Global warming has neither stopped nor slowed in the past decade, according to a draft analysis of temperature data by NASA's Goddard Institute for Space Studies.
The analysis, led by Goddard director Jim Hansen, attempts to debunk popular belief that the planet is cooling. It finds that global temperatures over the past decade have "continued to rise rapidly," despite large year-to-year fluctuations associated with the tropical El Niño–La Niña cycles.
The analysis also predicts, assuming current El Niño conditions hold, that 2010 will go down in history as the hottest year on record despite an unusually snowy winter in the Northern Hemisphere.
"Communicating the reality of climate change to the public is hampered by the large natural variability of weather and climate," the Goddard scientists wrote in the draft, which was circulated by Hansen Friday evening and posted on the ClimateProgress.org blog shortly after.
"We conclude there has been no reduction in the global warming trend of 0.15 (to) 0.20ºC (per) decade that began in the late 1970s."
The new analysis combines sea-surface temperature records with meteorological station measurements and tests alternative choices for ocean records, urban warming and tropical and Arctic oscillations. It concludes the urban "heat island" impacts are small compared to the warming attributed to greenhouse gas emissions.
And it finds that, while this winter's unusually strong Arctic Oscillation - which funnels cold northern air to the East Coast and pulls warm mid-latitude air up to the Arctic - is predicted as atmospheric carbon dioxide levels rise, seasonal temperature anomalies associated with it aren't enough to blunt long-term warming trends.
"In the United States only one of the past 10 winters and two of the past 10 summers were cooler than the 1951-1980 climatology, a frequency consistent with the expected 'loading of the climate dice,' " the scientists wrote.
Hansen and other co-authors could not be reached for comment. The analysis has not been subjected to a peer review, though Hansen, in an email sent discussing the paper, said he intended to revise it for submission to a journal "within a month or so."
Michael Mann, director of the Earth System Science Center at Pennsylvania State University, called the analysis solid.
"Essentially he's just pointing out that we've come out of this short-term, relatively cool period," Mann said. "The globe clearly continues to warm."
Joe Romm, editor of ClimateProgress.org and a senior fellow at the liberal Center for American Progress, added that the study is "important for those who care about the science."
Whether it would quell the debate over global cooling - fueled in part by the East Coast's hard winter and the revelation of errors in the United Nation's Intergovernmental Panel on Climate Change synthesis report - is less certain.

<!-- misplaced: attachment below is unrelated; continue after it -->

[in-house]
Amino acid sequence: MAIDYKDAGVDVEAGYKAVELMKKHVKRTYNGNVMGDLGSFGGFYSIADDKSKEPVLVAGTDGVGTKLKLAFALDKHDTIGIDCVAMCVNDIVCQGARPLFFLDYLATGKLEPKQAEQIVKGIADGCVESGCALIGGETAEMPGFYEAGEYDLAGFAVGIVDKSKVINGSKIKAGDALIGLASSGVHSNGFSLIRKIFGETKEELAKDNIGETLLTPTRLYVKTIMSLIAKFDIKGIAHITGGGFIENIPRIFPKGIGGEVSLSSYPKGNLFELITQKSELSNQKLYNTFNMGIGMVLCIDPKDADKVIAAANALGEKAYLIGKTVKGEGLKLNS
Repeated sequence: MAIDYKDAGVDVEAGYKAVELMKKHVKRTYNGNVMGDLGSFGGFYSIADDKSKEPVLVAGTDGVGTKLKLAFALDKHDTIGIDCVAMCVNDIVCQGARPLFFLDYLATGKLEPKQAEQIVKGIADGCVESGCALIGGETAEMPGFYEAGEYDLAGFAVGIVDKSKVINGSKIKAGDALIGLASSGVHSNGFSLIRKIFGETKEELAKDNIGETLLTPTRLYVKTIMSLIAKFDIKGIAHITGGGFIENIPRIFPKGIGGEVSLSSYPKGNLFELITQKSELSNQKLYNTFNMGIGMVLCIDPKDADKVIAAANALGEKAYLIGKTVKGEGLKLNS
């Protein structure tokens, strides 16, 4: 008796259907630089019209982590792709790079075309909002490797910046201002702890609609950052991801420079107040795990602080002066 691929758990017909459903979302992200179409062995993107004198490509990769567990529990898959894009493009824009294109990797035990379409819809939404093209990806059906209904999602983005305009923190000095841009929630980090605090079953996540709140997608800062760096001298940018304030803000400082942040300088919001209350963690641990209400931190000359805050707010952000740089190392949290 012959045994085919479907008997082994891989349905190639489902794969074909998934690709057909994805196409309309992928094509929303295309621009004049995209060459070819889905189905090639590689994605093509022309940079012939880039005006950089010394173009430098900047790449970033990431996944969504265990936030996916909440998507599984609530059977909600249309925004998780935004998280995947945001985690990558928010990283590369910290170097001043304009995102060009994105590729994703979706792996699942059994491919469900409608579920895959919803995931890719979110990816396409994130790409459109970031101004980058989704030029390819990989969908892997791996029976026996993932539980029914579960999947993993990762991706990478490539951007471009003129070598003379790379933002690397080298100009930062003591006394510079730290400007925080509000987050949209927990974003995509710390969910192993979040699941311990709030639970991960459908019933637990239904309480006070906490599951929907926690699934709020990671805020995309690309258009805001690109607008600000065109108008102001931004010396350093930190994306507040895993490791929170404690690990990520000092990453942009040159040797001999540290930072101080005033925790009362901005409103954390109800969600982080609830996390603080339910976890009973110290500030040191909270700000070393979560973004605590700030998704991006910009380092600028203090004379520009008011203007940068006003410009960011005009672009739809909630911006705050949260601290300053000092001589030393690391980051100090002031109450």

Mann said many claims of global cooling are spurious and "intellectually dishonest."
"The question becomes can you confront those who are choosing to be intellectually dishonest with more facts and hope they become more honest? Unfortunately, that's not the case," he said.
"But hopefully, as evidence continues to come in, those who have genuinely, honestly skeptical views about climate change will be swayed by the fact that evidence continues to ... to be stronger and stronger."
Romm was hopeful the analysis might inspire media to become less prone to arguments the globe is cooling. "If journalists want to write their global cooling piece, they better get it out soon," he said.
In an e-mail that accompanying the study, Hansen suggested defrocking the cooling theory was a chief aim of the subject. "Somehow we have to do a better job communicating," he wrote. "The paper has relevance to current public discussions, but the usual scientific journals are not too accommodating for explicit discussion of that relevance."
The Goddard analysis challenges in particular a respected and widely quoted study by climatologist Susan Solomon and colleagues at the National Center for Atmospheric Research that states the trend in global surface temperatures "has been nearly flat since the 1990s."
Not so, Hansen and his co-authors write. "Climate trends can be clearly seen if we take the 60-month (five year) and 132-month (11 year) running means." The five year mean minimizes El Niño variability, while the 11-year mean minimizes solar-cycle variability. Solomon could not be reached for comment Saturday night.
The warming trend was visible, Hansen said, even in this year's bitter Northern Hemisphere winter, which blanketed Britain and the East Coast in snow and had Congressional Republicans mocking former Vice President Al Gore for his climate claims.
Winter weather will always be highly variable, Hansen wrote in an email. Areas cold enough to have snow can expect more from a carbon-rich atmosphere containing more water vapor. But while the Arctic oscillation over the past three months was remarkable, he said, the cold temperatures were relatively benign compared to the late 1970s.
Filtering that "noise" makes long-term temperature trends visible, the authors said. It is also what allows them to predict that 2010 will emerge as the hottest year on record.
At first blush, it doesn't seem likely: The sun is near the bottom of deepest solar minimum in a century; this year's El Niño, while strong, is nowhere near as powerful as the 1998 cycle that drove temperatures higher across much of the globe.
But the underlying trend, Hansen and colleagues conclude, is up. "This new record temperature will be particularly meaningful," they wrote, "because it occurs when the recent minimum of solar irradiance is having its maximum cooling effect."
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